A storm set to dump heavy, wet snow on millions of people in the Northeast will also scream with high winds in coastal and some inland areas this weekend.
While far from the worst windstorm ever, this screamer will knock out power, down trees and cause damage in New England, New York, New Jersey, New Brunswick and Nova Scotia.
The storm that will likely break records for October snowfall in New England and the mid-Atlantic will spawn its share of strong winds as it strengthens rapidly over the region.
When we gaze at satellite photos and examine winds during this nor'easter, it may resemble a minimal hurricane or strong tropical storm, complete with an eye developing off the New England shore.
A satellite photo of a nor'easter along the New England coast March 1, 2010. Image courtesy of the National Oceanic and Atmospheric Administration (NOAA).
As the storm "bombs out" near Cape Cod Saturday afternoon and evening, sustained winds in that area will increase to 20-40 mph (30-65 kph), but peak gusts can reach 65 mph (105 kph). Areas on eastern Long Island and in Nova Scotia/southeastern New Brunswick may also experience winds close to this strength.
Areas from coastal New Jersey and the lower Delaware Bay northward to the New York Metropolitan area to Boston, interior Maine and New Brunswick will experience 15- to 30-mph (25- to 50-kph) sustained winds with gusts to 50 mph (80 kph).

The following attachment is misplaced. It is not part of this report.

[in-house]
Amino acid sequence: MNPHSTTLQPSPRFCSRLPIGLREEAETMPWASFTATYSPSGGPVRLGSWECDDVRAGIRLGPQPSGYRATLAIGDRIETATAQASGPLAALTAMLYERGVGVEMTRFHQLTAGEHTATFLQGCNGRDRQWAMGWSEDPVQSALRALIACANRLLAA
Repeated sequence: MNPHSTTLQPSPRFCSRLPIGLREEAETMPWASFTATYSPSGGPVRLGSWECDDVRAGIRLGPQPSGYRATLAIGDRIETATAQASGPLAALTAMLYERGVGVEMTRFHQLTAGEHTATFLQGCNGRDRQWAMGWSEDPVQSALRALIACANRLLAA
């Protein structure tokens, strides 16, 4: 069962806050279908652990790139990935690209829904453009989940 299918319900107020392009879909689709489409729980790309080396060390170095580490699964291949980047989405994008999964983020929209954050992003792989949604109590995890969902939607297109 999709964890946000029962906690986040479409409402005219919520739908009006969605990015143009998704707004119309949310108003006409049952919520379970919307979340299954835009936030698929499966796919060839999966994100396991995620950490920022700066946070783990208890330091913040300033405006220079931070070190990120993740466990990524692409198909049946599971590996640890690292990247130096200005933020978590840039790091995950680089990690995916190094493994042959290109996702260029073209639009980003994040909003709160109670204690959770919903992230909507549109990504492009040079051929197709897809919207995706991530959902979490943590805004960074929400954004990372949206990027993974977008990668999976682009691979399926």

Winds will shift around from northeast to north, and then northwest as the storm approaches and moves by the region spanning Saturday and Saturday night.
Even in areas that receive little or no snow, the force of the wind on fully leafed trees standing in saturated soil will lead to falling timber.
This could end up being worse than Irene in terms of downed trees and power outages, because winds will be stronger over a larger area.
Trees and limbs can crash down on power lines, houses, vehicles and passing pedestrians. Avoid wooded areas and tree-lined streets during this storm.
People located in areas to be hit by this storm either with snow, rain, wind, or all three may want to have a contingency plan in place in case the power goes out for an extended period of time.
Many areas in the Eastern states will have consistent summerlike heat and a buildup of humidity for the last week of May.
Severe storms continue to impact portions of the southern Plains after erupting over the region Monday afternoon into early Tuesday morning.
Torrential rain and strong thunderstorms pushed across the southern Plains over the weekend, spawning tornadoes and dangerous flash flooding from Kansas to Texas.
Severe storm- and flood-weary residents of Texas and the southern Plains will soon get a break as a change in the weather pattern develops.
While California usually offers ideal growing conditions for one of America's trendiest foods, the drought has avocado farmers concerned about future production.
Several disturbances pose the threat to become the first named tropical system in the Eastern Pacific Ocean this week.
New England (1967)
(25th-26th) Coastal New England battered by a great Nor'easter. Winds mounted to 70-80 mph on the coast. Blue Hill had sustained winds of 60 mph and Logan had sustained winds of 50 mph. Lowest pressure of 29.30" was measured over the ocean; 5-10" of snow fell in the Berkshires with considerable damage to the tobacco crop in the Connecticut River Valley. Temperature dropped to 31 degrees at Pittsfield on the 30th for a remarkable end of May freeze.
Cut Bank, MT (1982)
35 degrees with a mix of snow and rain. The high temperature from the previous day was 78.
Erie, PA (1991)
One-half inch of rain fell in only 5 minutes.